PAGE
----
I’m just catching up on the dead-tree Chronicle, so just came upon this front-page piece by Jeffrey R. Young from the Aug. 12 issue. It seems that grade inflation, and the misguided demand to make education prove its value by numbers, has led some universities to cut out their brains to spite their faces. Or, to put it more neutrally, they’re not only hiring low-cost contract labor to grade papers, they’re also using computers to grade answers to essay questions. “Robot grading is the hottest trend in testing circles,” says the editor of the journal Educational Measurement: Issues and Practice.
The two universities mentioned by name as robograders are the University of Central Florida and the University of Missouri, Columbia. But this trend can’t even be laid at the door exclusively of the American mania for numerical measurement, since the editor of said journal is Canadian.
In any event, we see on p. A5 a sample rating from an intro sociology course at Missouri. A program called SAGrader assigned the grade of 7.2 out of 9 points to an exam essay answer about Max Weber and why he matters. This answer includes the following:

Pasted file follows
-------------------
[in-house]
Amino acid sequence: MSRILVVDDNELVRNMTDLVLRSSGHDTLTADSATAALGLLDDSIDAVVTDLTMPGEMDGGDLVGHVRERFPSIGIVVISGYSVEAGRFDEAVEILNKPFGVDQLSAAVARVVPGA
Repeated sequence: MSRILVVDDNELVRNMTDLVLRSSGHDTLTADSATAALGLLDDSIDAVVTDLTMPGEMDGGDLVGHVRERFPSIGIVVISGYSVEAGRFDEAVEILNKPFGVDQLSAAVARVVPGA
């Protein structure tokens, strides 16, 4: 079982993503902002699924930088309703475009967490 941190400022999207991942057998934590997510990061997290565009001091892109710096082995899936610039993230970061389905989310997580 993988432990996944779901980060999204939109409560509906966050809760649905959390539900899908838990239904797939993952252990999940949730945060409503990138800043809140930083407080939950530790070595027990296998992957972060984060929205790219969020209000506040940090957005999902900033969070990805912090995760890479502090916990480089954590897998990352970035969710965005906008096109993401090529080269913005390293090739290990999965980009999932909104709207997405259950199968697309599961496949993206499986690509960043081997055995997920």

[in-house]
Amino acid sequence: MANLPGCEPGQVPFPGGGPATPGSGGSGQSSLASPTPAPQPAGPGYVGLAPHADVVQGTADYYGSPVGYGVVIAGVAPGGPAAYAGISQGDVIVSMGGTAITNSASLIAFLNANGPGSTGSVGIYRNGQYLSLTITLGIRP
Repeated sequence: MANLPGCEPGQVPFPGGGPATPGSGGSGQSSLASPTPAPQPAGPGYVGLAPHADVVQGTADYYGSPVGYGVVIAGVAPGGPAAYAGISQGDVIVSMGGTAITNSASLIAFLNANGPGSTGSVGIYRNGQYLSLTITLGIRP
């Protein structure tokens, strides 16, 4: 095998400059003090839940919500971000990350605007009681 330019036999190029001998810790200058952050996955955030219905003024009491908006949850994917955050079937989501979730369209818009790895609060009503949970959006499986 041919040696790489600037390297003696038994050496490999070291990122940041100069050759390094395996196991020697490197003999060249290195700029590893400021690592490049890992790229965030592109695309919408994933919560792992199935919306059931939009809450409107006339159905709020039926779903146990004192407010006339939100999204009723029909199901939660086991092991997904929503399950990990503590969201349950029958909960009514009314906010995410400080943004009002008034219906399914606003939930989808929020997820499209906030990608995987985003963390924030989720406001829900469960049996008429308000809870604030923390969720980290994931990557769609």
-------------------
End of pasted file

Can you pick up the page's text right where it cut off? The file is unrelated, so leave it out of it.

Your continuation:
• This opening sentence: ”Max Weber revolutionized in the idea of academic discipline of sociology.” This sounds like something written by a machine whose first language was Russian.
• This second sentence: ”He was born in 1864 and, lived in Germany.” That’s a comma after “and,” not a typo. I’m severely crotchety about students’ promiscuous dropping of commas before all quotations, as in, say, “I went to the, ‘zoo.’” Somehow this bad habit has become a routine tic in student writing. But the gratuitous, distracting, erroneous comma in the student’s rundown on Weber is a new one on me.
• Two sentences down, the student lower-cases “protestant.”
• Further: “He also argued that societies were becoming rationalized in the sense that rationalization of society is the transition from a society dominated by tradition to one dominated by rationality.”
And so on. That’s the worst of it, to be fair. Now that all the children are above-average (or to put it as Garrison Keillor didn’t, A’s are now the most common grades given by American colleges), the news could have been even more disturbing. Still, a 7.2 on a 9-point scale sounds like something in the B range. Colleagues, do you want to herald this work with a B and pass this student on to the next hapless professor—or, as it turns out, machine?
Insert rant here about standards going to the dogs. I’m glad the Chronicle is paying attention. Anyone else?